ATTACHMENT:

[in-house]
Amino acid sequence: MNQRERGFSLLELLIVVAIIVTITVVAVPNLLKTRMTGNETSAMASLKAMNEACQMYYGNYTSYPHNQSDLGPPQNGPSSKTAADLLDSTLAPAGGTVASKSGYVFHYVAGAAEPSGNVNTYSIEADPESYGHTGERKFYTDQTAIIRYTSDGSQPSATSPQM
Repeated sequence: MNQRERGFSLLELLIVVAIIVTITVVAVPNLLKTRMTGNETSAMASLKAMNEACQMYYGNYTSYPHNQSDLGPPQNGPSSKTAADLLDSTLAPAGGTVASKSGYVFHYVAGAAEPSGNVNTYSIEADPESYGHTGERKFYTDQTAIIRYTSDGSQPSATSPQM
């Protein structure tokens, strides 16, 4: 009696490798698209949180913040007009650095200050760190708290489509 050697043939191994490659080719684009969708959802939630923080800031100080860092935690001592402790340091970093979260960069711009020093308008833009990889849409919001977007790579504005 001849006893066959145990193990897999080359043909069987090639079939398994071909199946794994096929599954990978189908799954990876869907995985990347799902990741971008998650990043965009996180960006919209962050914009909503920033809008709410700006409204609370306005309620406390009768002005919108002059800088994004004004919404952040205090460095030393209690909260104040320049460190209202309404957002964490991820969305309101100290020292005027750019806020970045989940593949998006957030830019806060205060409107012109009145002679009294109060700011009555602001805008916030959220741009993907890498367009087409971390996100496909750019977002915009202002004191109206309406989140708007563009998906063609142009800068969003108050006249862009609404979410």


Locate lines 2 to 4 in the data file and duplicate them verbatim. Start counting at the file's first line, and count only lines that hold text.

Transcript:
Amino acid sequence: MNQRERGFSLLELLIVVAIIVTITVVAVPNLLKTRMTGNETSAMASLKAMNEACQMYYGNYTSYPHNQSDLGPPQNGPSSKTAADLLDSTLAPAGGTVASKSGYVFHYVAGAAEPSGNVNTYSIEADPESYGHTGERKFYTDQTAIIRYTSDGSQPSATSPQM
Repeated sequence: MNQRERGFSLLELLIVVAIIVTITVVAVPNLLKTRMTGNETSAMASLKAMNEACQMYYGNYTSYPHNQSDLGPPQNGPSSKTAADLLDSTLAPAGGTVASKSGYVFHYVAGAAEPSGNVNTYSIEADPESYGHTGERKFYTDQTAIIRYTSDGSQPSATSPQM
């Protein structure tokens, strides 16, 4: 009696490798698209949180913040007009650095200050760190708290489509 050697043939191994490659080719684009969708959802939630923080800031100080860092935690001592402790340091970093979260960069711009020093308008833009990889849409919001977007790579504005 001849006893066959145990193990897999080359043909069987090639079939398994071909199946794994096929599954990978189908799954990876869907995985990347799902990741971008998650990043965009996180960006919209962050914009909503920033809008709410700006409204609370306005309620406390009768002005919108002059800088994004004004919404952040205090460095030393209690909260104040320049460190209202309404957002964490991820969305309101100290020292005027750019806020970045989940593949998006957030830019806060205060409107012109009145002679009294109060700011009555602001805008916030959220741009993907890498367009087409971390996100496909750019977002915009202002004191109206309406989140708007563009998906063609142009800068969003108050006249862009609404979410």